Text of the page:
In August GPI, which acquired a 91.1% stake in the Burger King SA master franchise in late 2012, penciled in a target of 100 outlets by the end of June next year.
However, CEO Alan Keet — speaking at an SBG Securities investment conference on Friday — said GPI’s initial target had been reality-checked and that the roll-out of Burger King outlets was not as easy as expected. GPI had decided to slow down Burger King’s expansion “purely from a margin point of view”.
“We don’t want to roll out stores while the margin is not right. We are 3% away from the correct margin, and we should have the margin right by the end of December.”
The desired long-term margin for Burger King was about 60%, Mr Keet said. “We will get to 56% by the end of December.”
The revised store opening target was now 60 stores by the end of June next year. “We could probably get to 70 to 80 stores, but 60 stores is the new minimum (target),” he said.
There are 25 Burger King outlets in SA — 12 in Western Cape, 11 in Gauteng and two in KwaZulu-Natal. New outlet openings cost, on average, about R5m per store.
Mr Keet said Burger King would show a small loss in the year to end-December. “We hope to correct matters by the end of June next year.”
But Burger King had still exceeded initial revenue targets.
Burger King has become GPI’s most important asset since selling off its gaming interests, which included stakes in the GrandWest casino and various limited payout machine (LPM) operations.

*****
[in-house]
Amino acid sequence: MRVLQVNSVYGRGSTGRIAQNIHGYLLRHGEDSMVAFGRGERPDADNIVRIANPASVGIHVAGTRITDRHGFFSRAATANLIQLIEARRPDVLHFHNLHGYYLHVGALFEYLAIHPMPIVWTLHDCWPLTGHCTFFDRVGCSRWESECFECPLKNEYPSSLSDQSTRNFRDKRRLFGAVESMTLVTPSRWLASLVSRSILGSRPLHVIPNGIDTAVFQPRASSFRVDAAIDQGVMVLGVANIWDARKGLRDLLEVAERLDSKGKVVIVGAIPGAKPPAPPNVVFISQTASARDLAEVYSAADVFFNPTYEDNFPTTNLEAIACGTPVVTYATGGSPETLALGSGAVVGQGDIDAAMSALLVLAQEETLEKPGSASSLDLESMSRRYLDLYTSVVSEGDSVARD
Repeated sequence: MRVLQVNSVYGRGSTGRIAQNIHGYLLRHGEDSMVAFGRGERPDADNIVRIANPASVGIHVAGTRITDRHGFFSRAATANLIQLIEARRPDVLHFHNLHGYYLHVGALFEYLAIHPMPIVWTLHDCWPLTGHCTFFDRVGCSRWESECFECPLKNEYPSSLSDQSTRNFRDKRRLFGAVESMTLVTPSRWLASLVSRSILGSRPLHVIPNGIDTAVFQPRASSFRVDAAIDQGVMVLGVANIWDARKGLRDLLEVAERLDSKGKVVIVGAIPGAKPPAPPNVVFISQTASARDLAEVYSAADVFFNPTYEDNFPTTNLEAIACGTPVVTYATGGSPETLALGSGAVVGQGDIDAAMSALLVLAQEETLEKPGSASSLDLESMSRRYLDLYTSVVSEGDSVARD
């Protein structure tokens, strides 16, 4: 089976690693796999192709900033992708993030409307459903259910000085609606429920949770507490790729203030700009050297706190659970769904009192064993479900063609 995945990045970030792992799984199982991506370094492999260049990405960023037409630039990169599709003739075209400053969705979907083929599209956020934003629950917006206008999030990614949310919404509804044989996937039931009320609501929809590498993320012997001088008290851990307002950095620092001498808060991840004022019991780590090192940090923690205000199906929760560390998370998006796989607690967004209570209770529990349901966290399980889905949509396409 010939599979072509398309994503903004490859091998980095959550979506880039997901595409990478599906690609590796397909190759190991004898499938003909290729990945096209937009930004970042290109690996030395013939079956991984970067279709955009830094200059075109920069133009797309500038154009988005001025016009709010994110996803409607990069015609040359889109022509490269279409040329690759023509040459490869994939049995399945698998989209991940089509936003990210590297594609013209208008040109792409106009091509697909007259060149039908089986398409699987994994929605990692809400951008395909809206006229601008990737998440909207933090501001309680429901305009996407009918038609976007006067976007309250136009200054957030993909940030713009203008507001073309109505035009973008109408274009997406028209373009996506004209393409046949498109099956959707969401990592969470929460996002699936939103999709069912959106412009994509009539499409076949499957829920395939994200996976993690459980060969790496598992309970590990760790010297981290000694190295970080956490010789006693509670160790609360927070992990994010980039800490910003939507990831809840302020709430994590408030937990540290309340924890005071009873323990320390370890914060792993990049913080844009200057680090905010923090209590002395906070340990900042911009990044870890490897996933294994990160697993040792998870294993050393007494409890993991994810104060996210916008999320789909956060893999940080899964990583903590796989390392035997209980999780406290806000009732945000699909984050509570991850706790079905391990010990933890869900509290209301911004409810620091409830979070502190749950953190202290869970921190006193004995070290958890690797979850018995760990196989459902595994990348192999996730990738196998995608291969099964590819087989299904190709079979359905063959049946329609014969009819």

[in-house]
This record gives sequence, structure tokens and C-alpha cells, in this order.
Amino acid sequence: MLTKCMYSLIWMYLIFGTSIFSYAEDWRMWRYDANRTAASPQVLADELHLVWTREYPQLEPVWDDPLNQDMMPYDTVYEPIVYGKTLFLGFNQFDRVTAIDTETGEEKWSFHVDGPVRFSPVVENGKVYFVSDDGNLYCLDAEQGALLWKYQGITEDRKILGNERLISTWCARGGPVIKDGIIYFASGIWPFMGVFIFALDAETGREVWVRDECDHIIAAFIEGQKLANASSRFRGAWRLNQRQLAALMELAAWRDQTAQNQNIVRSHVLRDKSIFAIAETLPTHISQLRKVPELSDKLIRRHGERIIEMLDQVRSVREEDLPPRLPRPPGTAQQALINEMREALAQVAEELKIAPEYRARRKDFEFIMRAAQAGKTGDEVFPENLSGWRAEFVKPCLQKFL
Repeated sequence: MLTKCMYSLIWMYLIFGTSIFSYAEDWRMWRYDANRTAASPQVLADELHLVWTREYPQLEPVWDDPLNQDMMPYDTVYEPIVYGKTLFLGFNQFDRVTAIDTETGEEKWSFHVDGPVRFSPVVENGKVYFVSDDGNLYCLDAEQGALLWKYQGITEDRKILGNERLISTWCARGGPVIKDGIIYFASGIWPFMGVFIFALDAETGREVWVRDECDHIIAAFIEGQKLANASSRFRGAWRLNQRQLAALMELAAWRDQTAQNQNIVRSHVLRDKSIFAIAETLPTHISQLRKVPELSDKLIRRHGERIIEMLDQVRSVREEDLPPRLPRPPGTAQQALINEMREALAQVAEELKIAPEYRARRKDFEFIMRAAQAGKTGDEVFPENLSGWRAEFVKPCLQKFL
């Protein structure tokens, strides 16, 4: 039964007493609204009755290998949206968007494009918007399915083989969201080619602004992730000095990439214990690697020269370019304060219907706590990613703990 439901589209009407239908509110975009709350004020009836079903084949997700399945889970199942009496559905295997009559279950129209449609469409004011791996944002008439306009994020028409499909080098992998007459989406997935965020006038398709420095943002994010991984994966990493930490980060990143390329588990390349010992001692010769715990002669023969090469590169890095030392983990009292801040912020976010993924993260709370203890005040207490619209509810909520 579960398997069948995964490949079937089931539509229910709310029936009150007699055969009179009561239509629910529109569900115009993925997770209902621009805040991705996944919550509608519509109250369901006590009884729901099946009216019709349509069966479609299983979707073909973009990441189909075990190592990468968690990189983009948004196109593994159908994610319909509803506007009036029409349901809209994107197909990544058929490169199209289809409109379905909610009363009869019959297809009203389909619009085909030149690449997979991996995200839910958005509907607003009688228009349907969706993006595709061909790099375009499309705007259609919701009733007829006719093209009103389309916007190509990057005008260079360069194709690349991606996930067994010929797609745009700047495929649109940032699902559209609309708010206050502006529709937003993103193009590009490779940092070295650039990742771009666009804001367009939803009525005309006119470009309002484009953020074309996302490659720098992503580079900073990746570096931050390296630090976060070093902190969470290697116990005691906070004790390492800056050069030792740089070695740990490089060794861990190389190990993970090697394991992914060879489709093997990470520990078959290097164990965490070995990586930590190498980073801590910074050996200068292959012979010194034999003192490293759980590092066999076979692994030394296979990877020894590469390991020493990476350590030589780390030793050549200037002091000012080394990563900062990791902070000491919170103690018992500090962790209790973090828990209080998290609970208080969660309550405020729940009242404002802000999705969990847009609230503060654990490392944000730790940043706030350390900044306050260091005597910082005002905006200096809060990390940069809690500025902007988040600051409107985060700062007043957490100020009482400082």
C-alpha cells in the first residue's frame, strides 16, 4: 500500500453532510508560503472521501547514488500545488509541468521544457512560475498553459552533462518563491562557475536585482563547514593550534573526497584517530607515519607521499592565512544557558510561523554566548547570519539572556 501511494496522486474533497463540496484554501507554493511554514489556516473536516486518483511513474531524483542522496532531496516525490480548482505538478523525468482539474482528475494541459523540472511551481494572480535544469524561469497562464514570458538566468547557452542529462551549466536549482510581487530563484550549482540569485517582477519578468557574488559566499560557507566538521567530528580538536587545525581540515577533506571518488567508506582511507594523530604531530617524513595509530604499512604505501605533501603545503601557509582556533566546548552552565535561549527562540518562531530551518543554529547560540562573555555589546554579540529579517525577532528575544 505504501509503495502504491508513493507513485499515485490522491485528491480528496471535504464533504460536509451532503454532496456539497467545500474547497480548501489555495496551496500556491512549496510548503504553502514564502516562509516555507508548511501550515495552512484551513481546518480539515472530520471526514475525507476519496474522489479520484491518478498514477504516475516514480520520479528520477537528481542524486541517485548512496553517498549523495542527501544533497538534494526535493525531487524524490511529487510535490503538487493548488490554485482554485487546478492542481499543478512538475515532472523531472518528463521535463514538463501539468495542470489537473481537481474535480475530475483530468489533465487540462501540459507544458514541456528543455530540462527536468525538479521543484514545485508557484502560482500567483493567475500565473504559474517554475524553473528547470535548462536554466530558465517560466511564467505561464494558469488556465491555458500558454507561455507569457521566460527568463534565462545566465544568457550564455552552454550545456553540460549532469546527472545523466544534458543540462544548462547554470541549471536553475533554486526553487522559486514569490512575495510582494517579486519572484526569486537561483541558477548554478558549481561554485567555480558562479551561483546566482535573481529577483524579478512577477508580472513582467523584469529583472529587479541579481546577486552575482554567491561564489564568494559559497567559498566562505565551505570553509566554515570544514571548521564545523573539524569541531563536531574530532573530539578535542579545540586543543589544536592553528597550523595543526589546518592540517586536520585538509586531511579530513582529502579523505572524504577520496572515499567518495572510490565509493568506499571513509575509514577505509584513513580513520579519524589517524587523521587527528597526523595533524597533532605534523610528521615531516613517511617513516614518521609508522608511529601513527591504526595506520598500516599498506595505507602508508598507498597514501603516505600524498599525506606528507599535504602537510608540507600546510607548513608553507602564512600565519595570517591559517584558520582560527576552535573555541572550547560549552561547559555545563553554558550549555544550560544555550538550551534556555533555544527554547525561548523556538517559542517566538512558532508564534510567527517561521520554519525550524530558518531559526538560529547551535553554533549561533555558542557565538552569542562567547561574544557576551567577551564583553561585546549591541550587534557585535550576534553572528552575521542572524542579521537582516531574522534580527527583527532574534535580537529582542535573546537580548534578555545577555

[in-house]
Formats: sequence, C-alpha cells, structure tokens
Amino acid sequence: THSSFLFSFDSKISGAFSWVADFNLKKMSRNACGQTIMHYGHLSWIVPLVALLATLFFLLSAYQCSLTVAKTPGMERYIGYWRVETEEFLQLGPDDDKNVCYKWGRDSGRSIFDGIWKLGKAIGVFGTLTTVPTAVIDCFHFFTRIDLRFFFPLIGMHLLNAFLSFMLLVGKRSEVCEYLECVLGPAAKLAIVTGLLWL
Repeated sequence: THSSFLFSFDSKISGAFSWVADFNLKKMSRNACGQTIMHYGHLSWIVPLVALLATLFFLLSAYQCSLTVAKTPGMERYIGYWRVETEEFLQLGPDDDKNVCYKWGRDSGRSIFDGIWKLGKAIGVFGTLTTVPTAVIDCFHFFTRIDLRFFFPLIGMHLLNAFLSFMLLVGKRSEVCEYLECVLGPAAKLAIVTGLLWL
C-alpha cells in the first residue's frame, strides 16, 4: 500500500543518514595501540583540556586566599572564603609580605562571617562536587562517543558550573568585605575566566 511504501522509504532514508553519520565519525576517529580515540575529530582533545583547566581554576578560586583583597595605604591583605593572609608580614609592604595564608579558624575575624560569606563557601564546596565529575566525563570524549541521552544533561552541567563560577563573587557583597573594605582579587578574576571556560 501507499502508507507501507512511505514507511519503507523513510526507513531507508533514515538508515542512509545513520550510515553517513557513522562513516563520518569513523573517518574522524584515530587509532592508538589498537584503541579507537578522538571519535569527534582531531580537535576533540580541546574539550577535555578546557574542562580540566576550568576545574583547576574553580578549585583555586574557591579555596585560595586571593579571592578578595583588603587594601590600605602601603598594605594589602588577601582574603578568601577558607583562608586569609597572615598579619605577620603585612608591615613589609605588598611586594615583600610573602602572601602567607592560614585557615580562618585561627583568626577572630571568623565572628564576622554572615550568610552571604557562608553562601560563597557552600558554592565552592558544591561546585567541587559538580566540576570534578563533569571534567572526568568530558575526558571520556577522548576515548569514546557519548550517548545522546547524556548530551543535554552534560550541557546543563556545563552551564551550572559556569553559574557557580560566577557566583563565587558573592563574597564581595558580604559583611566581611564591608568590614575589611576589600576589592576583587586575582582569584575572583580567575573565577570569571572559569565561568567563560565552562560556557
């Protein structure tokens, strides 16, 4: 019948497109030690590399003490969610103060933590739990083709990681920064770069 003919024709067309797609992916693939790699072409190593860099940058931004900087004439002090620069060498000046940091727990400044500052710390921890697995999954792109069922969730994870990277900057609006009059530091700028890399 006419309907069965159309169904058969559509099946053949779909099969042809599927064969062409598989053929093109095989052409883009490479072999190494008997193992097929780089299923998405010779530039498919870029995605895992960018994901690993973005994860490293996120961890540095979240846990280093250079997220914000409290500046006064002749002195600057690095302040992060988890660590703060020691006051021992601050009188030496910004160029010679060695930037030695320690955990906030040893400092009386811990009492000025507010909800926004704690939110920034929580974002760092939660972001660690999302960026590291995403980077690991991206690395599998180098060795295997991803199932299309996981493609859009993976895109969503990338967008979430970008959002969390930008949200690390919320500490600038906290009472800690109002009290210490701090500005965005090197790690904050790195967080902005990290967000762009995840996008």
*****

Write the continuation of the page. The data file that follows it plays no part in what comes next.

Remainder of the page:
The company also holds a 10% stake in Spur Corporation, acquired earlier this year as part of a leveraged black economic empowerment transaction.
While the bulk of the proceeds flowing from the sale of gaming assets would be earmarked for growing Burger King, Mr Keet said the company wanted more of Spur. “There might be an opportunity to buy more Spur shares on the open market … we know we won’t get such a sweet deal again.”
Although GPI has not yet received the proceeds from the sale of its gaming assets, Mr Keet believed regulatory approval was imminent for the sale of both its LPM and casino assets.
A market source said the pull-back in prospective outlet numbers was not entirely unexpected as the initial target seemed a ” big ask ” for a new fast food brand. “It’s slightly disappointing, although it seems the longer-term strategy around Burger King is still intact.
“But in these kinds of rapid roll-out situations, it’s always better to under promise and over deliver.”
Vunani analyst for small to medium caps Anthony Clark said GPI’ s decision to scale back the expansion target for Burger King did not mean the company had lost faith in the brand. “GPI have plenty of capital and seem to have the supply chain in place.
“There might have been a realisation that such an ambitious roll-out plan might have unnecessarily strained cash resources and put pressure on return on equity.”